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You have two opportunities to see musician, arranger, and composer Van Dyke Parks tonight. Parks, best known for his collaborations with The Beach Boys/Brian Wilson and his elaborate orchestral arrangements of American pop, performs at the Kennedy Center’s Millennium Stage at 6 p.m. (for free), then at 9:30 p.m. at the Hamilton (for $22.50-$38). 2700 F St. NW and 600 14th St. NW, respectively.

The refurbished Howard Theatre officially opens this afternoon with a community event featuring performers, a ribbon cutting, and speakers. If you’ve got the day off, stop by and get in line for a public tour of the new space. (And check out our feature on the renovated theater in last week’s paperWith photos!) If you don’t have the day off, consider purchasing a ticket for tonight’s Wale/Loud Pac/Tabi Bonney show—-the first public concert at the new theater. Community Day begins at 11:30 a.m. at 620 T St. NW. Free. The concert begins at 9 p.m. $35.

Meanwhile, down the street at Lincoln Theatre, it looks like we can expect something from Wilmer Wilson IV. Writing about this year’s 5×5 Project, arts contributor Kriston Capps recently said, “follow Wilmer Wilson IV, a bright new D.C. light who, covered in postage stamps, will attempt to mail himself from three different post offices in an homage to Henry ‘Box’ Brown, a slave who actually did mail himself to freedom.” 9 a.m. to 3 p.m. at Lincoln Theatre, 1215 U St. NW. Free.

Professional wrestling contains multitudes. Despite the fact that most cosmopolitan adults will only admit to watching it for the nostalgia trip, the on-screen product itself has never been more “real”—sometimes painfully so. Over the past year, World Wrestling Entertainment’s greatest drama has stemmed from the rise of CM Punk, a brash, straight-edge, self-aware, and technically gifted Chicagoan. His constant needling of authority has produced in-ring contractual negotiations, board meetings, and other such “real” dialogue. (Admittedly, the anti-authority card has been played before—about a decade ago, Stone Cold Steve Austin went on tape clocking WWE’s bedridden chairman Vince McMahon with his own bedpan.) But no matter how “real” the story arcs may curve, there’s no better way to experience professional wrestling than catching a live show. There, without the running commentary from bloviating announcers or commercial breaks hawking adolescent wares, you can witness for yourself the most “real” thing about wrestling: that these people throw their bodies around like ragdolls and manage (usually) to walk out of the ring alive, only to do it again the next night in some other town. The show, featuring John Cena and CM Punk vs. Kane and Jericho, begins at 8:15 p.m. at the Verizon Center, 601 F St. NW. $20–$75.  (800) 745-3000. (Aaron Morrissey)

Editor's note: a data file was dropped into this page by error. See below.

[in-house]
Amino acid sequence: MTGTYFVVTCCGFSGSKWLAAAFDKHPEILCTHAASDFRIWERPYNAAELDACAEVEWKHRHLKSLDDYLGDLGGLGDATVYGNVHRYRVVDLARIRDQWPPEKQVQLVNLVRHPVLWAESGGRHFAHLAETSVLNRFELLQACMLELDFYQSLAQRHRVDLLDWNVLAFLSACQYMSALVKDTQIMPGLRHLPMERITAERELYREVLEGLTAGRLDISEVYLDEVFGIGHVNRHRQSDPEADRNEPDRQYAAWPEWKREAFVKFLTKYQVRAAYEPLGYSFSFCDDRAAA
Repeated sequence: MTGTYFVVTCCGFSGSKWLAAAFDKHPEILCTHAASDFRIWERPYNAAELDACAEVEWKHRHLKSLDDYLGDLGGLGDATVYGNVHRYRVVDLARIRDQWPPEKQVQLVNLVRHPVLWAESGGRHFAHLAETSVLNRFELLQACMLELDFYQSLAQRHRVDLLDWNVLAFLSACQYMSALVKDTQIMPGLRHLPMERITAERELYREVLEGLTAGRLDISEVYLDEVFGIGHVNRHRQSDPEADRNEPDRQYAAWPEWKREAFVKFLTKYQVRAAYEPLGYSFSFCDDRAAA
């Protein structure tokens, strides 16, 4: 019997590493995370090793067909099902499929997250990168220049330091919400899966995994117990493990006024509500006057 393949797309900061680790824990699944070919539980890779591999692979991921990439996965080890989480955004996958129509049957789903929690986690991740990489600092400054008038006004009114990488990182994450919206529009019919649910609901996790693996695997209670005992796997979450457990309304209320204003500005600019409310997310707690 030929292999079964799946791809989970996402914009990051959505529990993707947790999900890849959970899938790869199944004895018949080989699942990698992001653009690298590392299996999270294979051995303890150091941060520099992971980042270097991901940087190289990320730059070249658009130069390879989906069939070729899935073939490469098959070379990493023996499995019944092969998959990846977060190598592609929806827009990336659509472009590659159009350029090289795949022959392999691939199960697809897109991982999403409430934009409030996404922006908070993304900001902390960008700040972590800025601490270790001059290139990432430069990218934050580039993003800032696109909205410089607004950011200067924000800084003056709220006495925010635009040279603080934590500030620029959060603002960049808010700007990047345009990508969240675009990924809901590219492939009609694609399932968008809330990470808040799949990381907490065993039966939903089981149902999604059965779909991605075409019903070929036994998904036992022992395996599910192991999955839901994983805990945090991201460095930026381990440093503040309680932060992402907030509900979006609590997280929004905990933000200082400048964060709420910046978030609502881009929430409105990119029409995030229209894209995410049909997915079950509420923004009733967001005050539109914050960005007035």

Folks with celiac disease don’t normally get to enjoy the various beer-pairing dinners at Birch & Barley. At least not without some rather unpleasant autoimmune response. Tonight, though, the beer-centric restaurant is changing things up with a big spread that is entirely free of barley, wheat and other gluten-laden substances, all paired with gluten-free ciders from around the world. Chef Kyle Bailey’s planned menu includes corn pasta with braised tripe, fava bean shoots and chickpeas, as well as a grilled flank steak with poached quail egg and roasted red peppers. Some of the featured ciders, meanwhile, are entirely new to the District. The meal is $73 per person. Birch & Barley, 1337 14th Street NW, (202) 567-2576. (Chris Shott)

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